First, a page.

David Norden

CEO | Taos Ski Valley


Taos, New Mexico

Featured In
CSQ Q3 2019, Social Responsibility 

David Norden: This Taos-Based CEO and B Corp Leader Sheds Light on the Pandemic’s Affects to His Ski Community

Taos Ski Valley—which boasts 305 inches of annual snowfall and more than 110 trails—is in its third year of being a B Corp, which merges standards for social and environmental performance with accountability and purpose. Around the world, some 3,000 companies have committed to becoming B Corporations, including Patagonia, Ben & Jerry’s, Tom’s of Maine, Toms, and Danone—but Taos is the only ski resort to carry that distinction. Since earning B Corp status in February 2017, the Ski Valley has not only increased revenue, but seen increases to employee performance, satisfaction, and retention. 
Its CEO, David Norden, began his career in the ski industry working for the SE Group as the vice president of Spruce Peak Realty of the AIG Global Real Estate Investment Corp, where he relaunched the historic Stowe Mountain Resort and secured the first-ever Audubon International Certified Sustainable Community designation. Norden also served as Project Manager for the Hines Resorts development of Aspen Highlands Village, Colorado. He joined the Taos Ski Valley in 2016 and was responsible for it achieving B Corp status. Each February, Norden hosts a private conference for other B Corp leaders so that different industries and learn from and work with each other.

What are your biggest business concerns surrounding COVID-19? 

Our chief concern is the safety and overall wellness of our employees and guests, as well as for the small Taos community, which could be disproportionally affected by out-of-town visitors. For this reason, we made the decision to close Taos Ski Valley resort three weeks early. However, it was not a decision we made lightly, as we understand the impact that our resort closing will have on the many small businesses that operate in Taos Ski Valley.

What is your current business strategy for dealing with the situation? 

This crisis is unprecedented, and while we were still open, we were meeting as a leadership team numerous times a day. Initially, our strategy was to give the public some warning that we’d be closing the season two weeks earlier than expected and enable visitors to cancel or reschedule their planned trips, our staff to wind down duties, and local small businesses to plan for the impact they would experience, too. However, as the crisis advanced, we determined that we needed to close down even more quickly. It didn’t leave our visitors or small business partners with as much of a warning as we wished we could have, but it became clear that we needed to act fast to mitigate potential spread of COVID-19.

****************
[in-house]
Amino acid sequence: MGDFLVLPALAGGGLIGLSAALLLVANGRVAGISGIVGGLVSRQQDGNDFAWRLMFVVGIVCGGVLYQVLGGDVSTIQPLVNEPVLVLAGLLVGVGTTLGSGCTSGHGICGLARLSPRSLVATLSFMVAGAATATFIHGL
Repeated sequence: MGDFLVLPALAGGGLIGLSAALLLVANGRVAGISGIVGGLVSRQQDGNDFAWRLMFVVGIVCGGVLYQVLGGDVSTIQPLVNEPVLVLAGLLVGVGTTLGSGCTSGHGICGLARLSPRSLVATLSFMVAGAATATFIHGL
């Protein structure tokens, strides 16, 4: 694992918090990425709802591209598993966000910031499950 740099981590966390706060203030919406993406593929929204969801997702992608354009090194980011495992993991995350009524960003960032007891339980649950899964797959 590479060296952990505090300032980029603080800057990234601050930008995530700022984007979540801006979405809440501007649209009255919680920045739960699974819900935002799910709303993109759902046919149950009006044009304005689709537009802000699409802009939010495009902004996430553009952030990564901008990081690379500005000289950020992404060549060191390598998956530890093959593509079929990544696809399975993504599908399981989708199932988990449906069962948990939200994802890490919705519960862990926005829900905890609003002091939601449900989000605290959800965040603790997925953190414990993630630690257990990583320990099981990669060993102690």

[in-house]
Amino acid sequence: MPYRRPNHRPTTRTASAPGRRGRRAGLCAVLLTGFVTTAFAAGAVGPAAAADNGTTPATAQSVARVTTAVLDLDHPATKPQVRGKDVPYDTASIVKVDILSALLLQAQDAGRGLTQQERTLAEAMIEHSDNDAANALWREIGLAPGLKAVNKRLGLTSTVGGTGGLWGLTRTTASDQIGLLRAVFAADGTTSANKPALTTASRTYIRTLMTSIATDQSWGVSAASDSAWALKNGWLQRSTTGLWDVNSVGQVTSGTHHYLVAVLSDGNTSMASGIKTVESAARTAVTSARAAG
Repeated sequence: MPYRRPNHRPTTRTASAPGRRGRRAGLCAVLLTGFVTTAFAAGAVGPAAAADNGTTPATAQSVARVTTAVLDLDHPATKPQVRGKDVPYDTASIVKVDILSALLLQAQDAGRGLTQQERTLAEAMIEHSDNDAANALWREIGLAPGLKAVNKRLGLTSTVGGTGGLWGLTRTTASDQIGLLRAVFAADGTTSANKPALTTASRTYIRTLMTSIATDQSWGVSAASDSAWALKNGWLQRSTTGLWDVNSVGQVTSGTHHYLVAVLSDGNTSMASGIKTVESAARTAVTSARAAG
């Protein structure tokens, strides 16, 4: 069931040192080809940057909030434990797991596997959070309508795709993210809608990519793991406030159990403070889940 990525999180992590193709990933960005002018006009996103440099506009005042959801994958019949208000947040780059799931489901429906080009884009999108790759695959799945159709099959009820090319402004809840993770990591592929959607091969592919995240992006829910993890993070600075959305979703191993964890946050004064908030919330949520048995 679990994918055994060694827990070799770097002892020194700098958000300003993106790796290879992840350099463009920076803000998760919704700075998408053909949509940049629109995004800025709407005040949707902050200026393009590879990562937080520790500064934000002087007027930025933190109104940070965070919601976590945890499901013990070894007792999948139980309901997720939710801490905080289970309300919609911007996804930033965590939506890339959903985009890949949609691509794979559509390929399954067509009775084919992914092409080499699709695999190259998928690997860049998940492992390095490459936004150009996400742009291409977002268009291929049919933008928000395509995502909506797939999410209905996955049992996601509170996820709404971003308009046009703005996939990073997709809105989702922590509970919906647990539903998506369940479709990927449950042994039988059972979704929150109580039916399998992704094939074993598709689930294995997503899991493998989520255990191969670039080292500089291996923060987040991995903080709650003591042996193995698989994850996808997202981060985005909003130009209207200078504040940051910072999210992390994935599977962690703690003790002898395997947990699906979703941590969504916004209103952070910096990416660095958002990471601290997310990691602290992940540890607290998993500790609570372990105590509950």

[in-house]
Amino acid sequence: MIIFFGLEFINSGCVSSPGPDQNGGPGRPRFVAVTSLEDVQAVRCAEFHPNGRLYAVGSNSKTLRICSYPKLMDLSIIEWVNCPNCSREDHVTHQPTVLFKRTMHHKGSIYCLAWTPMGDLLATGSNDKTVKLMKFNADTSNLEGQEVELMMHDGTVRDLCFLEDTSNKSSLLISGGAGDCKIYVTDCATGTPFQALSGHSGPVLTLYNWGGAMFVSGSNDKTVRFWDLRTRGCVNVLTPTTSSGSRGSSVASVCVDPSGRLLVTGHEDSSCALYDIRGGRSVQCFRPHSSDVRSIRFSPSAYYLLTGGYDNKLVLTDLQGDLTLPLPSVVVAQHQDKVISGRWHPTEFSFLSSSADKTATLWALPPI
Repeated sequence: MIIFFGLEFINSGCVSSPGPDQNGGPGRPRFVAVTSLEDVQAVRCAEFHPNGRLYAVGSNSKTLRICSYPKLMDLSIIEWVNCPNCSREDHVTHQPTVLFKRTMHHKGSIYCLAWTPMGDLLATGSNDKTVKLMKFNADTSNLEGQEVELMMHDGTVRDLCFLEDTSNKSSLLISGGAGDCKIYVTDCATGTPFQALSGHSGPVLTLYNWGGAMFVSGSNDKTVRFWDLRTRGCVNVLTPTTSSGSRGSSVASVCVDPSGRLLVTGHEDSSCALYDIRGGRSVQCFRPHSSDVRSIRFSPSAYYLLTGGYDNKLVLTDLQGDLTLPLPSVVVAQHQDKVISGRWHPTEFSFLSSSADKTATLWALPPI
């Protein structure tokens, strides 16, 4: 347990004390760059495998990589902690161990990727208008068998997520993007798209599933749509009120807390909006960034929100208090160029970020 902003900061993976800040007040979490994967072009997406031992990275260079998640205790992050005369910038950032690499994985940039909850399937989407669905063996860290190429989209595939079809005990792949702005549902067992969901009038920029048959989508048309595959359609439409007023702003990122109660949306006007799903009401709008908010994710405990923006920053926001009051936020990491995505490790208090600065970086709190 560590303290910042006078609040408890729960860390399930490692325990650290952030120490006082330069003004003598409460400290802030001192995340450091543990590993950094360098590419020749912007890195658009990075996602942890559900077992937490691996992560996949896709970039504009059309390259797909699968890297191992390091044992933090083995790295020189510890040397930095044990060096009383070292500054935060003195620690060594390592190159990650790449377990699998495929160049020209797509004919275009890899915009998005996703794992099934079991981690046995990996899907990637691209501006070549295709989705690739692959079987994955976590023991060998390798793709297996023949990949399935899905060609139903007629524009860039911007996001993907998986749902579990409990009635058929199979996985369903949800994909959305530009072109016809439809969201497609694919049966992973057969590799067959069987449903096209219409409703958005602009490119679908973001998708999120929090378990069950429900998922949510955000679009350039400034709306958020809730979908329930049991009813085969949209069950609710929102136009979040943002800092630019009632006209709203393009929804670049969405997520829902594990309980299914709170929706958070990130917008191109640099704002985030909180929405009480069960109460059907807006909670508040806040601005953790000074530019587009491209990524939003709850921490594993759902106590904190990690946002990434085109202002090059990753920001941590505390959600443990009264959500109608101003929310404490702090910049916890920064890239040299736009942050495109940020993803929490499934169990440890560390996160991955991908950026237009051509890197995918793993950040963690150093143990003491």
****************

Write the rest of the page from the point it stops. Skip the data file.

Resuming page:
Travel brands that are able to demonstrate how they’re caring for their communities, environment, and employees throughout an unprecedented crisis will earn long-lasting trust and will be the brands that consumers return to when they’re able.

How do you think things will look in your industry a year from now? 

The travel industry will have a steep recovery period after the threat of COVID-19 has passed. However, I think Americans will be more in need of relaxation, the respite of the outdoors, and the replenishment that travel can provide than ever before. 

Forward-thinking travel businesses can focus on doing right by their consumers, including operating through the crisis transparently and fairly. Even before COVID-19, corporate social responsibility was becoming more important to travelers. People want to vote with their wallets, and support businesses that are doing good in the world. Travel brands that are able to demonstrate how they’re caring for their communities, environment, and employees throughout an unprecedented crisis will earn long-lasting trust and will be the brands that consumers return to when they’re able. 

What have you learned from other difficult times in the past? 

The ski industry has truly never seen anything like this before, so there are no apples-to-apples comparisons that would be fair.

However, something that has guided me through the crisis has been our B Corporation ethos. As a certified B Corp, these values have been a beacon as we’ve navigated through the current environment. 

B Corps are committed to meeting the highest standards of verified social and environmental performance, sustainability, public transparency and accountability. We held our crisis decision-making up against these values, which helped us quickly divert from questions about our own profitability to instead considering the impact to our entire community: visitors, employees, and surrounding residents.

Safe–and entertained–at Home: What business leaders are doing with their downtime 


There really is no downtime during a crisis period like this, but our leadership team recognizes the need for self-care so we can be as strong as possible during these turbulent times. For me, it means a slower morning with a focus on either yoga, a morning run, or a light workout. It also means making time to enjoy some of those small hobbies that have slipped away over the years. So now I am sitting at the piano for 10–15 minutes a day. And with our daughter now in residence and dining out no longer an option, our early evenings revolve around cooking together and putting the healthiest ingredients possible into a homecooked meal. Finally, because we are so fortunate to live in a gorgeous mountain setting, long walks are now the norm, where we can drink in as much nature as possible and notice those small special treats like the songbirds of early spring.